Its always fun when several interests converge in a single project. I enjoyed that experience writing an article for Energy magazine about Vitality Cincinnati, an innovative enterprise launched by a group of folks led by our friend Brian Shircliff. Vitality makes Healing Touch and yoga and other self-care approaches available to all at affordable prices. Avidly following their progress for several years, I wondered how or if I might ever get involved. Then last summer Brian and Vitality volunteers began offering Healing Touch at the food pantry where I help out as a shopper on Wednesdays, and I became more intrigued. In the fall, after much deliberation (Should I do this? Maybe I shouldn’t.) I took the first level Healing Touch training and immediately became converted to its amazing potential to promote relaxation and well-being. I eagerly responded to a suggestion that an article about Vitality be submitted to Energy Magazine, an online publication that explores this field of healing which works with the subtle energy fields of the body.
An excerpt appears below:
In a converted storefront on a main thoroughfare in Cincinnati, one-hour Healing Touch sessions are available by appointment several evenings a month at a nominal fee. A long rectangular-shaped open room with soft lighting and instrumental music playing contains four treatment tables arranged with pillows and blankets. Meditation cushions and yoga mats stacked along the edges of the room are evidence of other uses for this contemplative space, and hot tea is available at the kitchenette in the left rear corner. Clients are welcomed quietly in the entryway and then ushered to a table.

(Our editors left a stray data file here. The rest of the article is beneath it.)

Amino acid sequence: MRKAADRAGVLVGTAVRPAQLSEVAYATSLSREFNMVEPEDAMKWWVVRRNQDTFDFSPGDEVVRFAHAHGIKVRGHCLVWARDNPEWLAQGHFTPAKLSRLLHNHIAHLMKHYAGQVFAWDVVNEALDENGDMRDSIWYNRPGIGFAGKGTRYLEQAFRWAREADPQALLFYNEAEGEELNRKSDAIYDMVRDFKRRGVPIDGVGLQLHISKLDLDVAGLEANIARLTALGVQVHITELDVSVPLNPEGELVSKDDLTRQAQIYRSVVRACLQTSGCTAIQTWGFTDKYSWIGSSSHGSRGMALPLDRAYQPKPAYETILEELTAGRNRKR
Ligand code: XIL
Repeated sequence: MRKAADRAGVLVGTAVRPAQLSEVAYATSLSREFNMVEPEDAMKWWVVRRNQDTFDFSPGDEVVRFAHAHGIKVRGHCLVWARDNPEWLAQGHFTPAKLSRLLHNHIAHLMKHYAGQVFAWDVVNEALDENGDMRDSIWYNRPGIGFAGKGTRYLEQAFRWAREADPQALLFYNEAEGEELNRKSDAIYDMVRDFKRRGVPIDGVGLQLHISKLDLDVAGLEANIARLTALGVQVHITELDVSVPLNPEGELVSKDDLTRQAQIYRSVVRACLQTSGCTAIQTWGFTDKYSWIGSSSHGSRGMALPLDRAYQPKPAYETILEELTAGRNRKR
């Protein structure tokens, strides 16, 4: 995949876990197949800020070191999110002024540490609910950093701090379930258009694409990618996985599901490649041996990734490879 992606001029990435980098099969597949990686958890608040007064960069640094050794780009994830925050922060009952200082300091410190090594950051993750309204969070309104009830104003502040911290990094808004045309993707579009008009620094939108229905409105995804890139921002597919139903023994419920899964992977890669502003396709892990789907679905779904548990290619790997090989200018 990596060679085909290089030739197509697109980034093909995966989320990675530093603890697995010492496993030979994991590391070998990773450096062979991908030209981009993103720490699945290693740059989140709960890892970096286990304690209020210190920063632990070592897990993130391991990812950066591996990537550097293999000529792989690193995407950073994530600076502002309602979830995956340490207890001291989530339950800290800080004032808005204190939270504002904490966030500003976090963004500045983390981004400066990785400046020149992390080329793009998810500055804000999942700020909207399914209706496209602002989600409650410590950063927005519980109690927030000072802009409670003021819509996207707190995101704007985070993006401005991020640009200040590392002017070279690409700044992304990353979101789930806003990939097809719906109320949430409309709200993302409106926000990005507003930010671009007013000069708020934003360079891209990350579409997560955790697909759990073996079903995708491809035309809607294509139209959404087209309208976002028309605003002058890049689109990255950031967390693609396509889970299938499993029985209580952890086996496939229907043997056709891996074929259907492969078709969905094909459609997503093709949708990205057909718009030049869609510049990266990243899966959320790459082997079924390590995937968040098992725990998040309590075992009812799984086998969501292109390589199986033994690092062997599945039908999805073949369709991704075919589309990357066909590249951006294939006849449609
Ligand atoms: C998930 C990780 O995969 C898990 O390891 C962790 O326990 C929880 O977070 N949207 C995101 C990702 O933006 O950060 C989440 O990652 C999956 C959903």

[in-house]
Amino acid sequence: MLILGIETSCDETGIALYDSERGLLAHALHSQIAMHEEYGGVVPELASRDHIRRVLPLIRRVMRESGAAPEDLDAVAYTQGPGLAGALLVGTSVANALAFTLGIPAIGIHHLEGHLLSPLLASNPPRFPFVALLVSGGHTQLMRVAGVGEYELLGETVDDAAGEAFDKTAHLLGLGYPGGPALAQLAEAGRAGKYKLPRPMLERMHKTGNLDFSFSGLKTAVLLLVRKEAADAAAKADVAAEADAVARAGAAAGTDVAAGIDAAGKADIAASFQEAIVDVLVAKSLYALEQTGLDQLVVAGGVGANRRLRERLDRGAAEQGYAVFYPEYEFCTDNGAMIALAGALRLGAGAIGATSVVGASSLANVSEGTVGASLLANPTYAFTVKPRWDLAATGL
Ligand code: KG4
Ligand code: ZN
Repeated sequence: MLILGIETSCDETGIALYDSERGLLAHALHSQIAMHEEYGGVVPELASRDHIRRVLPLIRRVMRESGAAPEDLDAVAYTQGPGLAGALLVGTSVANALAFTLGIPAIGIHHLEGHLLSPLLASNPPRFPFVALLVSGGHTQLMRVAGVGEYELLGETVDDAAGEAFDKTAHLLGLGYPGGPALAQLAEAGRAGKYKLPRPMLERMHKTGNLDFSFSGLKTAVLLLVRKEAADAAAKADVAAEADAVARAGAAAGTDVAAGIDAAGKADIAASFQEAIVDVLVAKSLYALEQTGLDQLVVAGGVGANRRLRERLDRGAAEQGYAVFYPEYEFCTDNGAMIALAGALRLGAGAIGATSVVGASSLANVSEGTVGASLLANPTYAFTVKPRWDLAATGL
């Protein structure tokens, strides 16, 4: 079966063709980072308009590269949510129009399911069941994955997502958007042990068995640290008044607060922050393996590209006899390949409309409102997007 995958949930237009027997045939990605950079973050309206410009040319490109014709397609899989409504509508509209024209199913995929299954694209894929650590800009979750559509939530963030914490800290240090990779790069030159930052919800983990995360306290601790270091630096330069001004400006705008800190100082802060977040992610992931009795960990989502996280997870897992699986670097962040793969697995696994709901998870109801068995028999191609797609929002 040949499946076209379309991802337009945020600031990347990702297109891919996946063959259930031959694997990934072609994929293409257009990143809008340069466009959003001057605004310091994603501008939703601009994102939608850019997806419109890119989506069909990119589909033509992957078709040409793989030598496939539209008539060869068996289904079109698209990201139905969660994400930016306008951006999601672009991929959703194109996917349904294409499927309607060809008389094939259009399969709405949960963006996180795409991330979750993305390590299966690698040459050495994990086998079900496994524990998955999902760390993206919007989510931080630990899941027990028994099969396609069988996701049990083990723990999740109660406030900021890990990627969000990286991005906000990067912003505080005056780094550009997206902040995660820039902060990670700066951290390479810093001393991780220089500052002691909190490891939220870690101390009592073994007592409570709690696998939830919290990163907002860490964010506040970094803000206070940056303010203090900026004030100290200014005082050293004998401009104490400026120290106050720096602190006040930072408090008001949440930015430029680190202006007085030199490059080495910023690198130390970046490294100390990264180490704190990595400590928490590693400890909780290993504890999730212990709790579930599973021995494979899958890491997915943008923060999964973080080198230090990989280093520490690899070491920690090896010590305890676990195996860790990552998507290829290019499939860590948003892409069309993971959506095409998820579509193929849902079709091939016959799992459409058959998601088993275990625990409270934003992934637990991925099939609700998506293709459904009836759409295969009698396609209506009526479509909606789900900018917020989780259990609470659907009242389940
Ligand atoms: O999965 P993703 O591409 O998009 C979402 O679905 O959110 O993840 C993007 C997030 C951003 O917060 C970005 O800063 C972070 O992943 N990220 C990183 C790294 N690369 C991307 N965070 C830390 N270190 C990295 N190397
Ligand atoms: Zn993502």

Just a few miles north, desks are moved aside in a second floor classroom of the parish center housed in a converted apartment building to create three Healing Touch stations. Each consists of two folding chairs facing each other. Despite the hustle and bustle of the Wednesday afternoon food pantry underway downstairs, serenity prevails. Clients are greeted with gentle warmth and quiet assurance that they will not lose their place in line as a result of diverting upstairs for 20-30 minutes of Healing Touch before shopping the pantry shelves. Foreheads nearly touch as the seated pairs confer. Soon the practitioners stand, set down the clipboard, and move their chairs out of the way to begin Healing Touch for the clients who remain seated.
Two contrasting settings in two distinct urban neighborhoods, but both are the work of Vitality Cincinnati, a small non-profit with a cosmic vision for “inviting transformation neighborhood by neighborhood, person to person, and breath by breath through gentle and accessible self-care: Healing Touch, meditation, journaling, yoga and Bones for Life.”
Living up to its name, Vitality is always growing! The article concludes by announcing a then-new program in Walnut Hills that just graduated its first group of interns. And I’m growing too, thanks to Vitality. This spring I joined Brian in offering Healing Touch at the pantry once or twice a month.